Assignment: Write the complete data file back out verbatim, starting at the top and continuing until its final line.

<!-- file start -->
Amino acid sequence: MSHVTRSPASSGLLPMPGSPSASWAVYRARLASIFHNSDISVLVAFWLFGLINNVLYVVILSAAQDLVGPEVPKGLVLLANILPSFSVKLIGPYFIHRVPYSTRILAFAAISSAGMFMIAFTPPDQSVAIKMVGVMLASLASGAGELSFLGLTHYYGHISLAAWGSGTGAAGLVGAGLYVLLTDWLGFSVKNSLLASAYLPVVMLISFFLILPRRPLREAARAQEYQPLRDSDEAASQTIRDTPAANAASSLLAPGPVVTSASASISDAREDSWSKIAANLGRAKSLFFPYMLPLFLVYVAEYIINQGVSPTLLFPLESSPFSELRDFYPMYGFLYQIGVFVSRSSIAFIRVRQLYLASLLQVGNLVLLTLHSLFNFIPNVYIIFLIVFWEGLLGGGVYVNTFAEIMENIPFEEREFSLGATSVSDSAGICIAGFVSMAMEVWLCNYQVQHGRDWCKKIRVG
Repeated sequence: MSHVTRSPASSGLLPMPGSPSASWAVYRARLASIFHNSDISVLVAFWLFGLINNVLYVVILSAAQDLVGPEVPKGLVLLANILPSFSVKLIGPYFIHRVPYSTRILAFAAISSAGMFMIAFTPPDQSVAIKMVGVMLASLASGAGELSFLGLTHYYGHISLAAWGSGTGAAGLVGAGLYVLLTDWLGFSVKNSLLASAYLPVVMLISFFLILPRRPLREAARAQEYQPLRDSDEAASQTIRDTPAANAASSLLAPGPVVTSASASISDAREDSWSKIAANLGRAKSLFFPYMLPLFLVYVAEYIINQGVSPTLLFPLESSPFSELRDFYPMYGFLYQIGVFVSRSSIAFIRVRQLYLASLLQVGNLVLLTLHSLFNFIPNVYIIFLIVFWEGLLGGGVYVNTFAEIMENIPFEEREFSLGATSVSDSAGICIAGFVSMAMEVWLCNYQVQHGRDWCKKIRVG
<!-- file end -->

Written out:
Amino acid sequence: MSHVTRSPASSGLLPMPGSPSASWAVYRARLASIFHNSDISVLVAFWLFGLINNVLYVVILSAAQDLVGPEVPKGLVLLANILPSFSVKLIGPYFIHRVPYSTRILAFAAISSAGMFMIAFTPPDQSVAIKMVGVMLASLASGAGELSFLGLTHYYGHISLAAWGSGTGAAGLVGAGLYVLLTDWLGFSVKNSLLASAYLPVVMLISFFLILPRRPLREAARAQEYQPLRDSDEAASQTIRDTPAANAASSLLAPGPVVTSASASISDAREDSWSKIAANLGRAKSLFFPYMLPLFLVYVAEYIINQGVSPTLLFPLESSPFSELRDFYPMYGFLYQIGVFVSRSSIAFIRVRQLYLASLLQVGNLVLLTLHSLFNFIPNVYIIFLIVFWEGLLGGGVYVNTFAEIMENIPFEEREFSLGATSVSDSAGICIAGFVSMAMEVWLCNYQVQHGRDWCKKIRVG
Repeated sequence: MSHVTRSPASSGLLPMPGSPSASWAVYRARLASIFHNSDISVLVAFWLFGLINNVLYVVILSAAQDLVGPEVPKGLVLLANILPSFSVKLIGPYFIHRVPYSTRILAFAAISSAGMFMIAFTPPDQSVAIKMVGVMLASLASGAGELSFLGLTHYYGHISLAAWGSGTGAAGLVGAGLYVLLTDWLGFSVKNSLLASAYLPVVMLISFFLILPRRPLREAARAQEYQPLRDSDEAASQTIRDTPAANAASSLLAPGPVVTSASASISDAREDSWSKIAANLGRAKSLFFPYMLPLFLVYVAEYIINQGVSPTLLFPLESSPFSELRDFYPMYGFLYQIGVFVSRSSIAFIRVRQLYLASLLQVGNLVLLTLHSLFNFIPNVYIIFLIVFWEGLLGGGVYVNTFAEIMENIPFEEREFSLGATSVSDSAGICIAGFVSMAMEVWLCNYQVQHGRDWCKKIRVG